In FIG. 3, the sliding cover 17 is open for paper loading. A supply of fanfold paper 39 is stored in a lower compartment beneath the sliding cover 17. To load the paper the first sheet is pulled up through the opening between the print head and the sliding cover 17. This opening is preferably wide enough to allow an operator's fingers to easily access the paper. The cover may also be completely removed so that a new supply of paper can be inserted into the printer. Once the first sheet is pulled through the opening the sliding cover 17 is then slid into a closed position with the paper 39 being pinched between the platen roller 19 and the print head array. Arrow C indicates the direction in which the cover 17 moves. No threading of the paper is required. This greatly simplifies the paper loading procedure as compared with previous methods and allows for rapid loading.
FIG. 4 shows the cover 17 closed with the print head array compliantly pressed against the platen roller 19. Thermal printers generally require contact between the print head and the paper. The stop surfaces 47 are also pressed against the support bracket 13. A means for locking and releasing the sliding cover 17 to and from the stationary frame 11 or the support bracket 13 may be provided. Various lock/release devices are known in the art and may be incorporated into the present invention.
In FIG. 5 the paper path is shown in greater detail. The fan-folded paper 39 travels between upstanding members 41 and 43. The purpose of these members is to constrain the paper path so that folded paper does not enter the print station, i.e. the space between the print head and the platen. A guide roller 45 is used to direct the paper around the platen 19. Proper paper tension is important here so that the paper does not tear or slip. The paper 39 is discharged along the top of the sliding cover 17. A tear bar 49 is provided for assisting tearing the paper in a straight line.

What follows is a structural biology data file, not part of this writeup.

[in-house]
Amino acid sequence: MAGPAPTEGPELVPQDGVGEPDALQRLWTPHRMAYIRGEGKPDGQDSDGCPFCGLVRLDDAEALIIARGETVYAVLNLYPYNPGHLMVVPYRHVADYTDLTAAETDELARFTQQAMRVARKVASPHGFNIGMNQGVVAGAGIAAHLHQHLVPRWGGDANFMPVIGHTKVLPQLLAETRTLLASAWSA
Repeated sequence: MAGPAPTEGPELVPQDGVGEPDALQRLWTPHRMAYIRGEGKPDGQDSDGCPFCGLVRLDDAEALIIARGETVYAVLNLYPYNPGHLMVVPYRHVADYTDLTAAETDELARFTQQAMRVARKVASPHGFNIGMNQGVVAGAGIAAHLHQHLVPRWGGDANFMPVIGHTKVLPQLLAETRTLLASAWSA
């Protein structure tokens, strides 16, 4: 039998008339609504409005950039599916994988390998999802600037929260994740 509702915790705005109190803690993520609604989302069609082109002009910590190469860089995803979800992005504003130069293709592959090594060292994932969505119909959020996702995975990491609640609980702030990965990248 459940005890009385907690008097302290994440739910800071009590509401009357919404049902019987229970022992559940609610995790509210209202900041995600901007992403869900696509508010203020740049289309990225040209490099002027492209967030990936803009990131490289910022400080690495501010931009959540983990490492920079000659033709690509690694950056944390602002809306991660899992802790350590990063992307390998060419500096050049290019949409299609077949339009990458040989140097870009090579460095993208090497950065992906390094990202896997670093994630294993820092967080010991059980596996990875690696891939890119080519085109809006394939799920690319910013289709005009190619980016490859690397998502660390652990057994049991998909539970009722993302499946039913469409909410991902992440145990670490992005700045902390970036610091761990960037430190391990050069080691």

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|U.S. Classification||400/120.17, 400/120.01, 400/59|
|International Classification||B41J2/32, B41J25/316, B41J25/312, B41J11/14, B41J25/304, B41J13/048|
|Cooperative Classification||B41J25/304, B41J13/048|
|European Classification||B41J25/304, B41J13/048|
|Nov 18, 1999||FPAY||Fee payment|
Year of fee payment: 8
|Apr 28, 2000||AS||Assignment|
Owner name: HEWLETT-PACKARD COMPANY, A DELAWARE CORPORATION, C
Free format text: MERGER;ASSIGNOR:HEWLETT-PACKARD COMPANY, A CALIFORNIA CORPORATION;REEL/FRAME:010841/0649
Effective date: 19980520
|May 30, 2000||AS||Assignment|
Owner name: AGILENT TECHNOLOGIES INC, CALIFORNIA
Free format text: ASSIGNMENT OF ASSIGNORS INTEREST;ASSIGNOR:HEWLETT-PACKARD COMPANY;REEL/FRAME:010977/0540
Effective date: 19991101
|Oct 30, 2003||FPAY||Fee payment|
Year of fee payment: 12
|Oct 31, 2003||AS||Assignment|
Owner name: KONINKLIJKE PHILIPS ELECTRONICS N.V., NETHERLANDS
Free format text: ASSIGNMENT OF ASSIGNORS INTEREST;ASSIGNOR:AGILENT TECHNOLOGIES, INC.;REEL/FRAME:014662/0179
Effective date: 20010801
|Jun 17, 2009||AS||Assignment|
Owner name: KONINKLIJKE PHILIPS ELECTRONICS N V, NETHERLANDS
Free format text: ASSIGNMENT OF ASSIGNORS INTEREST;ASSIGNOR:AGILENT TECHNOLOGIES, INC.;REEL/FRAME:022835/0572
Effective date: 20090610